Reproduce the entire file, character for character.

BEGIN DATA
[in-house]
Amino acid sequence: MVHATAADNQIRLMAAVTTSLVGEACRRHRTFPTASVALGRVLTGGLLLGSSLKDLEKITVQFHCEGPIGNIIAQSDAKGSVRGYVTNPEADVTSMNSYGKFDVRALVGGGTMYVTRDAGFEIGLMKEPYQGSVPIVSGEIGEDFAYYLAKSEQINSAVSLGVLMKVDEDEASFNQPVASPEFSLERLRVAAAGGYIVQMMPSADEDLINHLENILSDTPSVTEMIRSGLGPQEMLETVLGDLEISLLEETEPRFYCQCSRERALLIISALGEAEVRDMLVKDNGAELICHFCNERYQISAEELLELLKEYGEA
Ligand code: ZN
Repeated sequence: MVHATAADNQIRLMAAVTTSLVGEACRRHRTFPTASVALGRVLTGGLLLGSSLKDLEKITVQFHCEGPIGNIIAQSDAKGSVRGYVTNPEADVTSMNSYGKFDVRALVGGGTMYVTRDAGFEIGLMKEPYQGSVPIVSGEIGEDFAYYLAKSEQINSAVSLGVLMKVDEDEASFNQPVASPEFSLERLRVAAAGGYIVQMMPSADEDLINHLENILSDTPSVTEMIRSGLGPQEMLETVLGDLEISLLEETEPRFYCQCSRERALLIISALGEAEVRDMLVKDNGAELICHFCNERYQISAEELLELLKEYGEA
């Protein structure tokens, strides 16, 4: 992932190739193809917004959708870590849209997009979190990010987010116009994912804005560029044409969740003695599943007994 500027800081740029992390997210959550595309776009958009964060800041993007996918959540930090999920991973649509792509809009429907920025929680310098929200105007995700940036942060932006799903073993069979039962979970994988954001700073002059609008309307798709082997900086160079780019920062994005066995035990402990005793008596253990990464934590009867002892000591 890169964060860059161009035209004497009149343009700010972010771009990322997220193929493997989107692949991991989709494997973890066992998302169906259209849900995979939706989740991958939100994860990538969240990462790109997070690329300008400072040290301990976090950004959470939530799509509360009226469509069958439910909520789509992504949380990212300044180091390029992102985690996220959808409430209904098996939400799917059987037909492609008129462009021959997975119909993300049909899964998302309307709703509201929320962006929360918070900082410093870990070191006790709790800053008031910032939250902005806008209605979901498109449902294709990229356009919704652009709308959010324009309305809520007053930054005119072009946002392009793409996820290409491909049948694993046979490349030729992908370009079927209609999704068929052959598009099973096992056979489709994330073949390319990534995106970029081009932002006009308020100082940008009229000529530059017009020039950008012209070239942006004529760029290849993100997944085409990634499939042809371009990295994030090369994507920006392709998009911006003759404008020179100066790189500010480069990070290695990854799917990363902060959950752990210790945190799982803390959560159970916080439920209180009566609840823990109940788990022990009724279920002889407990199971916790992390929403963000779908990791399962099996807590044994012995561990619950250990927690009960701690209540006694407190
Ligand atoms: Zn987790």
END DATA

[in-house]
Amino acid sequence: MVHATAADNQIRLMAAVTTSLVGEACRRHRTFPTASVALGRVLTGGLLLGSSLKDLEKITVQFHCEGPIGNIIAQSDAKGSVRGYVTNPEADVTSMNSYGKFDVRALVGGGTMYVTRDAGFEIGLMKEPYQGSVPIVSGEIGEDFAYYLAKSEQINSAVSLGVLMKVDEDEASFNQPVASPEFSLERLRVAAAGGYIVQMMPSADEDLINHLENILSDTPSVTEMIRSGLGPQEMLETVLGDLEISLLEETEPRFYCQCSRERALLIISALGEAEVRDMLVKDNGAELICHFCNERYQISAEELLELLKEYGEA
Ligand code: ZN
Repeated sequence: MVHATAADNQIRLMAAVTTSLVGEACRRHRTFPTASVALGRVLTGGLLLGSSLKDLEKITVQFHCEGPIGNIIAQSDAKGSVRGYVTNPEADVTSMNSYGKFDVRALVGGGTMYVTRDAGFEIGLMKEPYQGSVPIVSGEIGEDFAYYLAKSEQINSAVSLGVLMKVDEDEASFNQPVASPEFSLERLRVAAAGGYIVQMMPSADEDLINHLENILSDTPSVTEMIRSGLGPQEMLETVLGDLEISLLEETEPRFYCQCSRERALLIISALGEAEVRDMLVKDNGAELICHFCNERYQISAEELLELLKEYGEA
């Protein structure tokens, strides 16, 4: 992932190739193809917004959708870590849209997009979190990010987010116009994912804005560029044409969740003695599943007994 500027800081740029992390997210959550595309776009958009964060800041993007996918959540930090999920991973649509792509809009429907920025929680310098929200105007995700940036942060932006799903073993069979039962979970994988954001700073002059609008309307798709082997900086160079780019920062994005066995035990402990005793008596253990990464934590009867002892000591 890169964060860059161009035209004497009149343009700010972010771009990322997220193929493997989107692949991991989709494997973890066992998302169906259209849900995979939706989740991958939100994860990538969240990462790109997070690329300008400072040290301990976090950004959470939530799509509360009226469509069958439910909520789509992504949380990212300044180091390029992102985690996220959808409430209904098996939400799917059987037909492609008129462009021959997975119909993300049909899964998302309307709703509201929320962006929360918070900082410093870990070191006790709790800053008031910032939250902005806008209605979901498109449902294709990229356009919704652009709308959010324009309305809520007053930054005119072009946002392009793409996820290409491909049948694993046979490349030729992908370009079927209609999704068929052959598009099973096992056979489709994330073949390319990534995106970029081009932002006009308020100082940008009229000529530059017009020039950008012209070239942006004529760029290849993100997944085409990634499939042809371009990295994030090369994507920006392709998009911006003759404008020179100066790189500010480069990070290695990854799917990363902060959950752990210790945190799982803390959560159970916080439920209180009566609840823990109940788990022990009724279920002889407990199971916790992390929403963000779908990791399962099996807590044994012995561990619950250990927690009960701690209540006694407190
Ligand atoms: Zn987790």